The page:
Privacy Policy Hypocrisy and Censorship at NPR

Eugene Hernandez of reports (5/11/09) that NPR censored its own review of the Outrage documentary for “nam[ing] politicians believed to be closeted homosexuals in the film, specifically those whose public voting record counters the civil rights of gay and lesbian Americans.” NPR cited its privacy policy as reason, but to Hernandez “it seems to support charges by [director Kirby] Dick, made in the film, that the mainstream media has a history of handling stories of politicians same-sex orientations with kid gloves”:

“It’s not about outing,” [Outrage distributor Eamonn] Bowles noted today, reiterating a point being made continuously by filmmaker Kirby Dick (see related indieWIRE interview), “It’s about hypocrisy, people are saying one thing and doing another.”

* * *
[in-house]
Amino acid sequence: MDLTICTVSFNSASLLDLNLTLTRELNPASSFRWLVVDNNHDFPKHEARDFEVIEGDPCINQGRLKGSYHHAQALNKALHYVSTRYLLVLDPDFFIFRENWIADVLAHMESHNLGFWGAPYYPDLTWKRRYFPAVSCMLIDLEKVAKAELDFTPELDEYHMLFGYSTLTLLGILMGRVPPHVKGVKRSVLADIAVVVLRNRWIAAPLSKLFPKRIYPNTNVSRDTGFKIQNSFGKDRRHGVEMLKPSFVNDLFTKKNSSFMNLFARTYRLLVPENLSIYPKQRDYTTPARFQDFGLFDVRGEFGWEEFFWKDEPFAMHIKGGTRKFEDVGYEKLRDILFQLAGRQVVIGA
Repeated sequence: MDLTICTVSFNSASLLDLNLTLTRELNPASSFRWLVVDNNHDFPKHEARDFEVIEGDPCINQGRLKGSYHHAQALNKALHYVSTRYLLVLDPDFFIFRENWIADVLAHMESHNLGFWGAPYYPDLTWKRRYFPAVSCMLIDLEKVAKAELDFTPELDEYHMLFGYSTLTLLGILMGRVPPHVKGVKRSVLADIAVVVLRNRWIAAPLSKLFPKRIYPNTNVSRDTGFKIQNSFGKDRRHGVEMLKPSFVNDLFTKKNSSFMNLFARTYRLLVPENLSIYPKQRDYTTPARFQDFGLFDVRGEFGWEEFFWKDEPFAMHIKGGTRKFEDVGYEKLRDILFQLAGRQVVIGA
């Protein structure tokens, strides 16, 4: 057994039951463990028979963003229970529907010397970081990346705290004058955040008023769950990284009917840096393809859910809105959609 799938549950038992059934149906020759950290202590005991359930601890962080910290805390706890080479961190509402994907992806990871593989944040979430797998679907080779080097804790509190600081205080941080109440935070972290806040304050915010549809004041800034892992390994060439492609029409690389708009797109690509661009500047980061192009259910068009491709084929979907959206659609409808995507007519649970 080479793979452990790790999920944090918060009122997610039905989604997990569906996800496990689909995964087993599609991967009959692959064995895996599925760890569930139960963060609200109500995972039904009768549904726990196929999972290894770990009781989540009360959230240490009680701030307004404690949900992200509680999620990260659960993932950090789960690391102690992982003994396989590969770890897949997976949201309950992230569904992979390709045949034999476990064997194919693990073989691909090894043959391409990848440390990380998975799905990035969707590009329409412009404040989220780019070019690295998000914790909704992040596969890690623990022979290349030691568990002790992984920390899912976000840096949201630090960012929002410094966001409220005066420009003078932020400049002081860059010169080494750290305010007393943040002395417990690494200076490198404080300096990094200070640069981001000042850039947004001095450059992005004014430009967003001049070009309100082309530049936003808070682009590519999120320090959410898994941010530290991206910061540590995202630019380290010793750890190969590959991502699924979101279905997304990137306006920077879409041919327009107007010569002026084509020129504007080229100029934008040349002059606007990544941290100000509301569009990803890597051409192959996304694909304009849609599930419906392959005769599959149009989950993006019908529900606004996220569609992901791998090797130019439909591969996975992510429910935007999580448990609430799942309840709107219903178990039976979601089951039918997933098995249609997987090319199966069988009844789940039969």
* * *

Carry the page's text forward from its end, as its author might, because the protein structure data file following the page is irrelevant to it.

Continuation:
“The entire point of Outrage is that there is an ‘overriding public need to know’ about the kinds of men profiled in Outrage,'” film critic Nathan Lee told indieWIRE on Sunday. “Let’s say [Florida Gov.] Charlie Crist had a record of voting for vigorous anti-immigration policies, and then it was rumored that he employed illegal immigrants. The press would have absolutely no qualms investigating him to the hilt in the public interest of exposing hypocrisy. Why should it be any different in the case of possibly gay public figures who vote against the civil rights of gay people, or, in the case of HIV/AIDS funding, their very life and death?”

Bowles points out to indieWIRE “that the gay press has been covering these stories for years, but the mainstream media has refused. He added that, while the movie has generated a lot of attention from the press, some mainstream outlets, including two national networks, have declined to cover the allegations in the film.”